Hasidic Song and Dance

"Jon told us a Hasidic tale about a famous rabbi who was on his way to teach a village that was very interested in his ideas. This was going to be a very big event, and each Jew in the community made great preparations, pondering what question he or she might ask the wise man.

"The rabbi finally arrived and, after the initial welcome, he was taken into a large room where people gathered to ask their questions. There was tremendous anticipation and excitement all around.

"The rabbi walked silently around the room and then began to hum a Hasidic tune. Before long, everyone started humming along with his soft voice. As people became comfortable with his song, the rabbi started to dance. He danced everywhere in the room, and, one by one, every person danced with him. Soon everyone in the whole community was dancing wildly together. Each person's soul was healed by the dance, and everyone experienced a personal transformation.

"Later in the night, the rabbi gradually slowed the dance and eventually brought it to a stop. He looked into everyone's eyes and said gently, 'I trust that I have answered all of your questions.' ”

Bradford Keeney, Jeffrey A. Kottler, Jon Carlson in American Shaman

The People You Brought with You

"One day a student knocked on Chuang-tzu's door. The student had heard of Chuang-tzu's great wisdom from other teachers and had traveled a great distance to learn. He had studied many forms of philosophy, always seeking to add to his understandings. Chuang-tzu answered the door and the student said: 'I am an ardent student of philosophy and I have heard that you are very knowledgeable. Will you take me on as your student?'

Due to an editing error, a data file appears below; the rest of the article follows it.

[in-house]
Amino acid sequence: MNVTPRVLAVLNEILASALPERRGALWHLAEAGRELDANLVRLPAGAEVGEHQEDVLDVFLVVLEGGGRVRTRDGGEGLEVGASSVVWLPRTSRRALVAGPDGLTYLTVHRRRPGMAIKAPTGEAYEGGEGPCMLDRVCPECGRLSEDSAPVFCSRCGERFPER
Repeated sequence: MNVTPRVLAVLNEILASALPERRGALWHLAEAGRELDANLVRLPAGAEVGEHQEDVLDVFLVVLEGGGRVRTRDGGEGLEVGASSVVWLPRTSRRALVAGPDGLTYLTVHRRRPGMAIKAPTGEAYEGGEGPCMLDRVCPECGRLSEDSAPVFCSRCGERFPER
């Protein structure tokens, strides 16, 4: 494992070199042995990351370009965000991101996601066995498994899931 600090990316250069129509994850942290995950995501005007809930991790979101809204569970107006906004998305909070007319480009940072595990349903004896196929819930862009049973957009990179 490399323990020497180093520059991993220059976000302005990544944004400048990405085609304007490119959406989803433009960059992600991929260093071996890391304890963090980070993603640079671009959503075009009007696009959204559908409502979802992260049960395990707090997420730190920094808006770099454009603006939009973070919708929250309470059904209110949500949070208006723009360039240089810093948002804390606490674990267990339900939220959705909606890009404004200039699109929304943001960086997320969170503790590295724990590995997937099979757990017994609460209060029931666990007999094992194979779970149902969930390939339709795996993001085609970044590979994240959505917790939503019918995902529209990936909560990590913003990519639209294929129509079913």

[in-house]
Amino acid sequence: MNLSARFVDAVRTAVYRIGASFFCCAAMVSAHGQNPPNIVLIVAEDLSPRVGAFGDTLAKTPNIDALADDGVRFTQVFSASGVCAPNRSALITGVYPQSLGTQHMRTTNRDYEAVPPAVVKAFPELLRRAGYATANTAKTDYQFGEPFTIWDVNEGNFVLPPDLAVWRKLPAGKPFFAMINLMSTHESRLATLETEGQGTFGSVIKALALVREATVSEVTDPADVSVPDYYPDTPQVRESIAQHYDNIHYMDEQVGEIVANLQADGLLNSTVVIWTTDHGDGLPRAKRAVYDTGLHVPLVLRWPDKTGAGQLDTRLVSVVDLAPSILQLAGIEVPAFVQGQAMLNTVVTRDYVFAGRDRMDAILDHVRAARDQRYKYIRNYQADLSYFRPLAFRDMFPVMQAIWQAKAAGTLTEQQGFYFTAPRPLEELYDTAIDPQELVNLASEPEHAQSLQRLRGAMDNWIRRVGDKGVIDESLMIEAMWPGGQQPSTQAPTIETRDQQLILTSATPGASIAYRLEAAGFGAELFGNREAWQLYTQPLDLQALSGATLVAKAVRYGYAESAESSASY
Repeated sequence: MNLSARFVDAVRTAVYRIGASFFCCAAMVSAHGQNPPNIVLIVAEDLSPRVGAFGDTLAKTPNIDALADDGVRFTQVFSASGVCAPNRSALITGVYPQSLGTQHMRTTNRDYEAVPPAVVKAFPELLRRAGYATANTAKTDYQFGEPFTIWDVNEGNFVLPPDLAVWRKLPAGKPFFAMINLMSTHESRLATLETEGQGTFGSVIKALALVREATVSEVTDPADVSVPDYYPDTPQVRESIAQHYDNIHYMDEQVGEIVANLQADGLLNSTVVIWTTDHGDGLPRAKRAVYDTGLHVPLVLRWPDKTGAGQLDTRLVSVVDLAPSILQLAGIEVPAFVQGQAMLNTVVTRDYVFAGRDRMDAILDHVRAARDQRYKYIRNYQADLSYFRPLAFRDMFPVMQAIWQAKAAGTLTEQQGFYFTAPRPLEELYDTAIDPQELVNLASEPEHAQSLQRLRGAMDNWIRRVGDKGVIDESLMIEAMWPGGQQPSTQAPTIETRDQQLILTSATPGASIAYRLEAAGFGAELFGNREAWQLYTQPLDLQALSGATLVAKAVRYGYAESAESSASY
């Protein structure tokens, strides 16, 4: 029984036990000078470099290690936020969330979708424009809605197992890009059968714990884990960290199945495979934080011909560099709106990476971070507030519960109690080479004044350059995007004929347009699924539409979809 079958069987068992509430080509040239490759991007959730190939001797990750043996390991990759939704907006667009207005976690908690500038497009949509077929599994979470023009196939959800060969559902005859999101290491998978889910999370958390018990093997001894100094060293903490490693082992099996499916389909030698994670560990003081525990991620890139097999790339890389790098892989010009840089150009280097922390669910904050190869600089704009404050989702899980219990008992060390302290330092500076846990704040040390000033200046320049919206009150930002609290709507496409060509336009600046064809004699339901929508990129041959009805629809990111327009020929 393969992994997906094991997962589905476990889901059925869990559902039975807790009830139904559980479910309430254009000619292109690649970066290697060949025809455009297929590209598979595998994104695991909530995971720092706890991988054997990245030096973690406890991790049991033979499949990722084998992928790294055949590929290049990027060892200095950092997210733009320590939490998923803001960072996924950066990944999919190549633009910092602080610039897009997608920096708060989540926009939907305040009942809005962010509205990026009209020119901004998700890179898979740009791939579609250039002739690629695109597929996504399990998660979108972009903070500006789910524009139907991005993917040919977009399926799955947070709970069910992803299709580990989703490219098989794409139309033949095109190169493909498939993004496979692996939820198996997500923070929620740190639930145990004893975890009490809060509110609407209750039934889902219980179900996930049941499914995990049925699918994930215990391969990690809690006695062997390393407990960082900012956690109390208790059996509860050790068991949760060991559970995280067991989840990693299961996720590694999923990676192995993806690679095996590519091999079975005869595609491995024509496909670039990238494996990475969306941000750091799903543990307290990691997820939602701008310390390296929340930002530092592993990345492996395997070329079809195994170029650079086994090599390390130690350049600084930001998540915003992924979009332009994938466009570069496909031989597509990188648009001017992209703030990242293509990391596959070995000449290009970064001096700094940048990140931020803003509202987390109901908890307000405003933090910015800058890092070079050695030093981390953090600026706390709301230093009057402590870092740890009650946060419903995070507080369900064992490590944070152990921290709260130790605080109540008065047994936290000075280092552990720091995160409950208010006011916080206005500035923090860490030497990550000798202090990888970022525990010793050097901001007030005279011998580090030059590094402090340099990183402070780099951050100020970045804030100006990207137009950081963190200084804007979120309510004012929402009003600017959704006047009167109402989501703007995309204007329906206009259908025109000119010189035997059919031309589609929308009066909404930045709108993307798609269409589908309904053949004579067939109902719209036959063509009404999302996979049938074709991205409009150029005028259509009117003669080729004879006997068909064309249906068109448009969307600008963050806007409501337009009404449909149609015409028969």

"Chuang-tzu answered, 'Only if you tell all the people you brought with you to leave.'

"The student turned around to see who had followed him to Chuang-tzu's house but was surprised to see no one else around. At first the student was mystified, but then he understood what Chuang-tzu was telling him. Before he could learn, he had to let go of the outer concerns he carried in his mind to allow his inner nature to be nourished. We all carry with us the conditioning we received from our culture, including our attitudes and beliefs. Many of these also come from our upbringing, schooling, the groups we are in, and the country in which we live. Taoists encourage us to set external concerns aside to open the way for Tao."

Annellen Simpkins and C. Alexander Simpkins in Tao in Ten

A "Timeless Observation" Cut Short

"One night in New York City I was standing outside the Schubert Theater during the play's intermission. The tuxedoed gentlemen were in an intense discussion with the evening-gowned ladies on the influence of Schopenhauer on Samuel Beckett's Theatre of the Absurd. I was about to deliver a timeless observation that would have precluded further discussion on the subject for at least a hundred years when an old woman peddling Variety newspapers approached. She was wearing sneakers and a cab driver's hat. I thrust a coin into her hand and snatched the paper. 'Could I talk with you for a minute, Father?" she implored.

"In those days I always wore the clerical collar. I knew I could not distinguish myself by my virtues, but I could by my clothing. I wore the Roman collar while taking a shower and placed it under my pajamas while I slept.

" 'Yes,' I snapped, 'just wait a minute.'

"As I turned around to my friends who were breathlessly awaiting my finale riposte, I heard the old woman say, 'Jesus wouldn't have talked to Mary Magdalene like that.' She disappeared down the street.
"The magnitude of what had happened hit me inside the theater. I had been so preoccupied with my own status that I treated the woman like a vending machine. I put a coin in her hand and out popped a magazine. I had shown no appreciation for the service she performed, no interest in her life, and an appalling lack of regard for her personal dignity. Preoccupation with my self-importance coupled with a failure to treat her with cordial love impregnated with respect for the sacredness of her unique personality only exacerbated her sense of worthlessness and further damaged her self-esteem."

Brennan Manning in The Importance of Being Foolish